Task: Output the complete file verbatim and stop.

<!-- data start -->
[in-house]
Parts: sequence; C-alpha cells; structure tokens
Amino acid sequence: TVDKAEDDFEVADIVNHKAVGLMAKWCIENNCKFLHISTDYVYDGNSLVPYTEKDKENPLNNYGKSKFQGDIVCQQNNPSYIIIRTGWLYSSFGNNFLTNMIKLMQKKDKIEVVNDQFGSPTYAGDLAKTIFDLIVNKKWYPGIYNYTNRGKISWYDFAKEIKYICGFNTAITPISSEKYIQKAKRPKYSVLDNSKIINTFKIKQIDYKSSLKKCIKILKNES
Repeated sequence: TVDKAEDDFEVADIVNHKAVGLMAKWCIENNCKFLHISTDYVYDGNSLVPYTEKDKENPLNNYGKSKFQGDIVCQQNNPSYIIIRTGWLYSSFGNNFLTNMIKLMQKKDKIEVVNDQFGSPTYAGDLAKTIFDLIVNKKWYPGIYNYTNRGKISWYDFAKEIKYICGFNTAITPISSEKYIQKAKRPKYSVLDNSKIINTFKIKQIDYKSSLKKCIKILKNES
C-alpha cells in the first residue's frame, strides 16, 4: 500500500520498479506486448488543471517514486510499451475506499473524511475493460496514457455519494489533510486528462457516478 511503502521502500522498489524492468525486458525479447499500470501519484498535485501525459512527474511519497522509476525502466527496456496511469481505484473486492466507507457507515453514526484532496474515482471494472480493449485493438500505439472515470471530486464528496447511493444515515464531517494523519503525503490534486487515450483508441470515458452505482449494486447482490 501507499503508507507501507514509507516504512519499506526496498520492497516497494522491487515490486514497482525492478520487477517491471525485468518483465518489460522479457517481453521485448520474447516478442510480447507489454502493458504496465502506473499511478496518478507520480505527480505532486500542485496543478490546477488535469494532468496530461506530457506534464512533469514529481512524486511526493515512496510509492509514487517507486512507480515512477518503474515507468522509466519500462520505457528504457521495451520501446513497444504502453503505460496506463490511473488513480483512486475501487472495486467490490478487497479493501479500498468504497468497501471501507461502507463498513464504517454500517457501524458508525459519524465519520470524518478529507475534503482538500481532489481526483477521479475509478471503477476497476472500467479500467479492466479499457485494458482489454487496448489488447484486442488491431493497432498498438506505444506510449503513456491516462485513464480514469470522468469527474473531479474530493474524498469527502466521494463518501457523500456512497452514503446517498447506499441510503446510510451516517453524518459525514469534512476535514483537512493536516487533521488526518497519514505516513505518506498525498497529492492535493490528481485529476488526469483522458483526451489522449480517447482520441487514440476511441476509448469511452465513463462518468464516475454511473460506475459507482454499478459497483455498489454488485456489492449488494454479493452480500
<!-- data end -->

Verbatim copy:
[in-house]
Parts: sequence; C-alpha cells; structure tokens
Amino acid sequence: TVDKAEDDFEVADIVNHKAVGLMAKWCIENNCKFLHISTDYVYDGNSLVPYTEKDKENPLNNYGKSKFQGDIVCQQNNPSYIIIRTGWLYSSFGNNFLTNMIKLMQKKDKIEVVNDQFGSPTYAGDLAKTIFDLIVNKKWYPGIYNYTNRGKISWYDFAKEIKYICGFNTAITPISSEKYIQKAKRPKYSVLDNSKIINTFKIKQIDYKSSLKKCIKILKNES
Repeated sequence: TVDKAEDDFEVADIVNHKAVGLMAKWCIENNCKFLHISTDYVYDGNSLVPYTEKDKENPLNNYGKSKFQGDIVCQQNNPSYIIIRTGWLYSSFGNNFLTNMIKLMQKKDKIEVVNDQFGSPTYAGDLAKTIFDLIVNKKWYPGIYNYTNRGKISWYDFAKEIKYICGFNTAITPISSEKYIQKAKRPKYSVLDNSKIINTFKIKQIDYKSSLKKCIKILKNES
C-alpha cells in the first residue's frame, strides 16, 4: 500500500520498479506486448488543471517514486510499451475506499473524511475493460496514457455519494489533510486528462457516478 511503502521502500522498489524492468525486458525479447499500470501519484498535485501525459512527474511519497522509476525502466527496456496511469481505484473486492466507507457507515453514526484532496474515482471494472480493449485493438500505439472515470471530486464528496447511493444515515464531517494523519503525503490534486487515450483508441470515458452505482449494486447482490 501507499503508507507501507514509507516504512519499506526496498520492497516497494522491487515490486514497482525492478520487477517491471525485468518483465518489460522479457517481453521485448520474447516478442510480447507489454502493458504496465502506473499511478496518478507520480505527480505532486500542485496543478490546477488535469494532468496530461506530457506534464512533469514529481512524486511526493515512496510509492509514487517507486512507480515512477518503474515507468522509466519500462520505457528504457521495451520501446513497444504502453503505460496506463490511473488513480483512486475501487472495486467490490478487497479493501479500498468504497468497501471501507461502507463498513464504517454500517457501524458508525459519524465519520470524518478529507475534503482538500481532489481526483477521479475509478471503477476497476472500467479500467479492466479499457485494458482489454487496448489488447484486442488491431493497432498498438506505444506510449503513456491516462485513464480514469470522468469527474473531479474530493474524498469527502466521494463518501457523500456512497452514503446517498447506499441510503446510510451516517453524518459525514469534512476535514483537512493536516487533521488526518497519514505516513505518506498525498497529492492535493490528481485529476488526469483522458483526451489522449480517447482520441487514440476511441476509448469511452465513463462518468464516475454511473460506475459507482454499478459497483455498489454488485456489492449488494454479493452480500